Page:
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According to the late John Bowlby1, human beings of all ages are at their happiest and able to employ their talents to best advantage ‘when they are confident that, standing behind them, there are one or more trusted persons who will come to their aid should difficulties arise’. Yet for many the trusted friend they took on as a partner turns out to be a source of fear. Domestic violence can cause much distress and physical injury, and occasionally death. Typically the victim is seen on many occasions by health professionals before the cause of her troubles (it is a she in more than 90% of cases) is recognized. In March 2002, a multidisciplinary group met at the RSM to exchange ideas on how to recognize these patients sooner and manage them better. I briefly review some of the themes that emerged.
The term domestic violence describes a continuum of behaviour ranging from verbal abuse, through threats and intimidation, manipulative behaviour, and physical and sexual assault, to rape and even homicide. Most such violence is perpetrated by men against women and children. Those who experience domestic violence often keep it to themselves—shamed and embarrassed by what is happening to them; unsure of where they can go and what help they can get, and fearful of doing anything that might make things worse2. Of a sample of 1035 women in Hackney, 17% had experienced physical violence during the previous year at the hands of a partner or former partner. The risk of violence was doubled in pregnancy (adjusted odds ratio 2.11)3. In a sample of pregnant women seen at Guy's and St Thomas' Hospitals, 7.8% reported having been threatened with violence in the preceding twelve months4. In the first six months of 2001 the Metropolitan Police Service recorded 44 476 allegations of domestic violence.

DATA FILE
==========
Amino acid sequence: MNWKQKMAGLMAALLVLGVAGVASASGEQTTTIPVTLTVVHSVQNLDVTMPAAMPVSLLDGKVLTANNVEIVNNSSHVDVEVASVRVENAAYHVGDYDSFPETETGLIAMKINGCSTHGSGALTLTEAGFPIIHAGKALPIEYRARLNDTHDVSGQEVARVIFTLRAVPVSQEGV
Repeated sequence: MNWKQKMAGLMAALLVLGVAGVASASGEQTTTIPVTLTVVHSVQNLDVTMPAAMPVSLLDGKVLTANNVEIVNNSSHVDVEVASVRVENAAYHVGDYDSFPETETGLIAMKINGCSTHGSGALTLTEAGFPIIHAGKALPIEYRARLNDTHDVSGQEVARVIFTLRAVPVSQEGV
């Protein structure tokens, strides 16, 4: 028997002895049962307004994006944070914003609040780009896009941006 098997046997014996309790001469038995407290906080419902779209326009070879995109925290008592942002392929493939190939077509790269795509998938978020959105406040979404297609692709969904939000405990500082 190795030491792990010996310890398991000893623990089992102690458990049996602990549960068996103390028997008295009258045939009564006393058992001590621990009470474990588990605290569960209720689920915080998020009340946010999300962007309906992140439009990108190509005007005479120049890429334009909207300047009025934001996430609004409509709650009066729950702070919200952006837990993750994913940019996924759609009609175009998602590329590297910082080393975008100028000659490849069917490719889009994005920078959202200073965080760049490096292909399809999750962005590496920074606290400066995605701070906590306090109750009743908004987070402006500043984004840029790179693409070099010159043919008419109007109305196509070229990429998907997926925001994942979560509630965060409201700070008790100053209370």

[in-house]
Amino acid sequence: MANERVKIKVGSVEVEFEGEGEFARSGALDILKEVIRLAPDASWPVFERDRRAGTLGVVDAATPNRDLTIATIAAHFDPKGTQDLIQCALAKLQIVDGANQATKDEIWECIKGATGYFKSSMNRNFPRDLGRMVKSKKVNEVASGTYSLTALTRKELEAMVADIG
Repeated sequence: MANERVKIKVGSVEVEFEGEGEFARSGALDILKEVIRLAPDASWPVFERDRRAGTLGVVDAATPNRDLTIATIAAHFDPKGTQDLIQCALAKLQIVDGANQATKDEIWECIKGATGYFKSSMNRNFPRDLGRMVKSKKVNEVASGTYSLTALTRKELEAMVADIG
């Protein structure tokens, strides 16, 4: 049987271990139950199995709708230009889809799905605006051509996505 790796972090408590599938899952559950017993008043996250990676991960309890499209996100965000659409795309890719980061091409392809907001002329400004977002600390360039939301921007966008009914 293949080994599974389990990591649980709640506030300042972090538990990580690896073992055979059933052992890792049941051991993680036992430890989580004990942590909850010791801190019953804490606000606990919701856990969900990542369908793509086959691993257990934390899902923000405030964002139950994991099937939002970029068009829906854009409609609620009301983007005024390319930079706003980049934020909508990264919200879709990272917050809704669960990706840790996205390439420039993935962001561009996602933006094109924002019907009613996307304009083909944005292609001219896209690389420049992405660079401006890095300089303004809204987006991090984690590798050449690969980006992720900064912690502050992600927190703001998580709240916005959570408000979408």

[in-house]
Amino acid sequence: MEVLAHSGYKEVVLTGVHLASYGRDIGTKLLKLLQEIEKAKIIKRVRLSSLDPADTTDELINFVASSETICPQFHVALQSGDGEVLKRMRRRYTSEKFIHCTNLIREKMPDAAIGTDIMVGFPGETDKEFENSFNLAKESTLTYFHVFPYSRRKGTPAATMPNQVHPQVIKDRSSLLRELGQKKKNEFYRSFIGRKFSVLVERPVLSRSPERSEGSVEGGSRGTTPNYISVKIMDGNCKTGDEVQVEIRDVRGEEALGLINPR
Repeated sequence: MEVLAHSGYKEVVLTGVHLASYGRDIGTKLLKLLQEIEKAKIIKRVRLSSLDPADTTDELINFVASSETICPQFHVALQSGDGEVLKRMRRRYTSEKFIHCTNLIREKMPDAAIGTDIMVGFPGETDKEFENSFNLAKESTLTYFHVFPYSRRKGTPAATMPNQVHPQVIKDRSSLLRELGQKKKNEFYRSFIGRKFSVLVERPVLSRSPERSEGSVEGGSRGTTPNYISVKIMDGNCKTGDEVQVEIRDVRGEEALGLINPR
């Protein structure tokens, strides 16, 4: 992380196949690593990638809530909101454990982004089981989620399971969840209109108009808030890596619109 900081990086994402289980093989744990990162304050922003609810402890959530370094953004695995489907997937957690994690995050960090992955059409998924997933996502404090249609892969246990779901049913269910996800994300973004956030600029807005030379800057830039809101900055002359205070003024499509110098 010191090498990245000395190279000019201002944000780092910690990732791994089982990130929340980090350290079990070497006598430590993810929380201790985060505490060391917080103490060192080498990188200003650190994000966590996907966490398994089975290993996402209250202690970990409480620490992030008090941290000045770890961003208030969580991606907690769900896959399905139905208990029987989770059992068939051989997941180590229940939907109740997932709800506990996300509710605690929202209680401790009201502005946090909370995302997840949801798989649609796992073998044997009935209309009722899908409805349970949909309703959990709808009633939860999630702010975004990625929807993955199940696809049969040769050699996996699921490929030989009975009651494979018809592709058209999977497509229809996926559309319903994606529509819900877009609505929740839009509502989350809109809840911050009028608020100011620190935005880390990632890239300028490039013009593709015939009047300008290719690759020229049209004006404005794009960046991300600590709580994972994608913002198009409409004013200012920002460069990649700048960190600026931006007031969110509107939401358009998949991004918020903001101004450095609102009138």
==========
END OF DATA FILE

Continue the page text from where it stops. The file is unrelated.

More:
The 1997-99 Confidential Enquiry into Maternal Deaths in the UK, Why Mothers Die5, devoted a chapter to domestic violence. 45 (12%) of the mothers who died had spontaneously told a health professional of violence experienced during their pregnancy. Mothers were not routinely asked about domestic violence so this is likely to be an underestimate. Mothers under 18 who died were particularly likely to have experienced domestic violence. The Confidential Enquiry urges all health professionals to make themselves aware of the importance of domestic violence in their practice and deal appropriately with these patients.
Domestic violence creates fear in the victim, who is humiliated, becomes less attentive to parenting and eventually neglects her child (Sturge C, personal communication). The boys are more likely to become violent themselves and the pattern is of a home where there is a high level of physical abuse (often including severe corporal punishment), an increased likelihood of sexual abuse and physical neglect. It is important to put in place systems which support the child and the resident parent. Child abuse is a risk factor for domestic violence—as is animal abuse, so the Royal Society for the Prevention of Cruelty to Animals may be a source of useful information.
Victims of domestic violence will often present in primary care with injuries they say are due to some accident; depression or self-harm are other manifestations. Typically the patient attends on several occasions with different but related troubles. Many health workers seem to fear that, if they ask about domestic violence, they will be opening a Pandora's box of problems they cannot sort out, so primary care staff not only require training in how to respond but also advice on where to refer patients6. Training is particularly required for professional staff in general practice, accident and emergency departments and antenatal clinics. All injuries that might be due to domestic violence must be documented in a way that enables the record to be used later in a court of law.